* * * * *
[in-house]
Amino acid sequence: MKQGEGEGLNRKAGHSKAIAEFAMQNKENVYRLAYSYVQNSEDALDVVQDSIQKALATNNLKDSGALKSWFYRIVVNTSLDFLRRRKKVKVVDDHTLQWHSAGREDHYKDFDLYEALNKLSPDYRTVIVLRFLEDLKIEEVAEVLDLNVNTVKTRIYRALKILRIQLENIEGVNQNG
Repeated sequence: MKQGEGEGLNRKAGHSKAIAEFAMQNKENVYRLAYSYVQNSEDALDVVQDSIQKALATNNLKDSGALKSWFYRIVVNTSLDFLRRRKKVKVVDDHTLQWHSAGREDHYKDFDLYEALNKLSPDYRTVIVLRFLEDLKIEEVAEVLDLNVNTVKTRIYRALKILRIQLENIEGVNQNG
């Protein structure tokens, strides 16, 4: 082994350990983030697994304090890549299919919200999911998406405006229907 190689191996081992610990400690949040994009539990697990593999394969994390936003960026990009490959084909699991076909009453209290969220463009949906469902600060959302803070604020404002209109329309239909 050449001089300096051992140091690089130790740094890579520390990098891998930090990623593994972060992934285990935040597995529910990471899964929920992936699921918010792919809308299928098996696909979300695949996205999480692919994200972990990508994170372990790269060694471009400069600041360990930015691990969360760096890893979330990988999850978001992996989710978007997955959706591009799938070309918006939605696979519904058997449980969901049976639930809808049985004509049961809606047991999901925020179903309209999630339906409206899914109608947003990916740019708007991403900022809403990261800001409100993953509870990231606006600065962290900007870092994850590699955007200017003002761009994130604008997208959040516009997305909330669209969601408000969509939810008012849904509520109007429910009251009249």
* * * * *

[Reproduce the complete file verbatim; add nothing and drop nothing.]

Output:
[in-house]
Amino acid sequence: MKQGEGEGLNRKAGHSKAIAEFAMQNKENVYRLAYSYVQNSEDALDVVQDSIQKALATNNLKDSGALKSWFYRIVVNTSLDFLRRRKKVKVVDDHTLQWHSAGREDHYKDFDLYEALNKLSPDYRTVIVLRFLEDLKIEEVAEVLDLNVNTVKTRIYRALKILRIQLENIEGVNQNG
Repeated sequence: MKQGEGEGLNRKAGHSKAIAEFAMQNKENVYRLAYSYVQNSEDALDVVQDSIQKALATNNLKDSGALKSWFYRIVVNTSLDFLRRRKKVKVVDDHTLQWHSAGREDHYKDFDLYEALNKLSPDYRTVIVLRFLEDLKIEEVAEVLDLNVNTVKTRIYRALKILRIQLENIEGVNQNG
């Protein structure tokens, strides 16, 4: 082994350990983030697994304090890549299919919200999911998406405006229907 190689191996081992610990400690949040994009539990697990593999394969994390936003960026990009490959084909699991076909009453209290969220463009949906469902600060959302803070604020404002209109329309239909 050449001089300096051992140091690089130790740094890579520390990098891998930090990623593994972060992934285990935040597995529910990471899964929920992936699921918010792919809308299928098996696909979300695949996205999480692919994200972990990508994170372990790269060694471009400069600041360990930015691990969360760096890893979330990988999850978001992996989710978007997955959706591009799938070309918006939605696979519904058997449980969901049976639930809808049985004509049961809606047991999901925020179903309209999630339906409206899914109608947003990916740019708007991403900022809403990261800001409100993953509870990231606006600065962290900007870092994850590699955007200017003002761009994130604008997208959040516009997305909330669209969601408000969509939810008012849904509520109007429910009251009249």